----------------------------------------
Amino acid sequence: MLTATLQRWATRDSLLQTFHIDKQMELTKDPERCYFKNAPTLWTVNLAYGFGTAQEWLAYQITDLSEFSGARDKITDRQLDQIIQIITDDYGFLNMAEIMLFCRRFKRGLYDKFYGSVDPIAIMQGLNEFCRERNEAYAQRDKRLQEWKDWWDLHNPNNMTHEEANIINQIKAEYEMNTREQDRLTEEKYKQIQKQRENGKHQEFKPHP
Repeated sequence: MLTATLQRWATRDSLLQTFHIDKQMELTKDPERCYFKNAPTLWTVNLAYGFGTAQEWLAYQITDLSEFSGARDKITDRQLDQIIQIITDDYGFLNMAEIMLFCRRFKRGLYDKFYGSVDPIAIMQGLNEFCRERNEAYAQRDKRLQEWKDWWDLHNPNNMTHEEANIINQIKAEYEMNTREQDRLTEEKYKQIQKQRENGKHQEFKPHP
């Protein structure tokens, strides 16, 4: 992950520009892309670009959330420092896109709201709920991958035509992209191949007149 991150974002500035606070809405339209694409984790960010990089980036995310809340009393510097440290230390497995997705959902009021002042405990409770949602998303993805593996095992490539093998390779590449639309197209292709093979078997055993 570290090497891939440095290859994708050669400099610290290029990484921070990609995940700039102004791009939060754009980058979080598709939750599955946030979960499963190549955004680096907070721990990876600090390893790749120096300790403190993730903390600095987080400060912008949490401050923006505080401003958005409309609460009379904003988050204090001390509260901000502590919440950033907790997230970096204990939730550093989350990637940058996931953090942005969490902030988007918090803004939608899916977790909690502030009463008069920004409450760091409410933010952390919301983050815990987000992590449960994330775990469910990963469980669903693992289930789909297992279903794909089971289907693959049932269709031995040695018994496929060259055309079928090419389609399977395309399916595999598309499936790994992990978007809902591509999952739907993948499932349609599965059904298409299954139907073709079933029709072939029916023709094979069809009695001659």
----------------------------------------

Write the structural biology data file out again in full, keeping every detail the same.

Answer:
Amino acid sequence: MLTATLQRWATRDSLLQTFHIDKQMELTKDPERCYFKNAPTLWTVNLAYGFGTAQEWLAYQITDLSEFSGARDKITDRQLDQIIQIITDDYGFLNMAEIMLFCRRFKRGLYDKFYGSVDPIAIMQGLNEFCRERNEAYAQRDKRLQEWKDWWDLHNPNNMTHEEANIINQIKAEYEMNTREQDRLTEEKYKQIQKQRENGKHQEFKPHP
Repeated sequence: MLTATLQRWATRDSLLQTFHIDKQMELTKDPERCYFKNAPTLWTVNLAYGFGTAQEWLAYQITDLSEFSGARDKITDRQLDQIIQIITDDYGFLNMAEIMLFCRRFKRGLYDKFYGSVDPIAIMQGLNEFCRERNEAYAQRDKRLQEWKDWWDLHNPNNMTHEEANIINQIKAEYEMNTREQDRLTEEKYKQIQKQRENGKHQEFKPHP
């Protein structure tokens, strides 16, 4: 992950520009892309670009959330420092896109709201709920991958035509992209191949007149 991150974002500035606070809405339209694409984790960010990089980036995310809340009393510097440290230390497995997705959902009021002042405990409770949602998303993805593996095992490539093998390779590449639309197209292709093979078997055993 570290090497891939440095290859994708050669400099610290290029990484921070990609995940700039102004791009939060754009980058979080598709939750599955946030979960499963190549955004680096907070721990990876600090390893790749120096300790403190993730903390600095987080400060912008949490401050923006505080401003958005409309609460009379904003988050204090001390509260901000502590919440950033907790997230970096204990939730550093989350990637940058996931953090942005969490902030988007918090803004939608899916977790909690502030009463008069920004409450760091409410933010952390919301983050815990987000992590449960994330775990469910990963469980669903693992289930789909297992279903794909089971289907693959049932269709031995040695018994496929060259055309079928090419389609399977395309399916595999598309499936790994992990978007809902591509999952739907993948499932349609599965059904298409299954139907073709079933029709072939029916023709094979069809009695001659």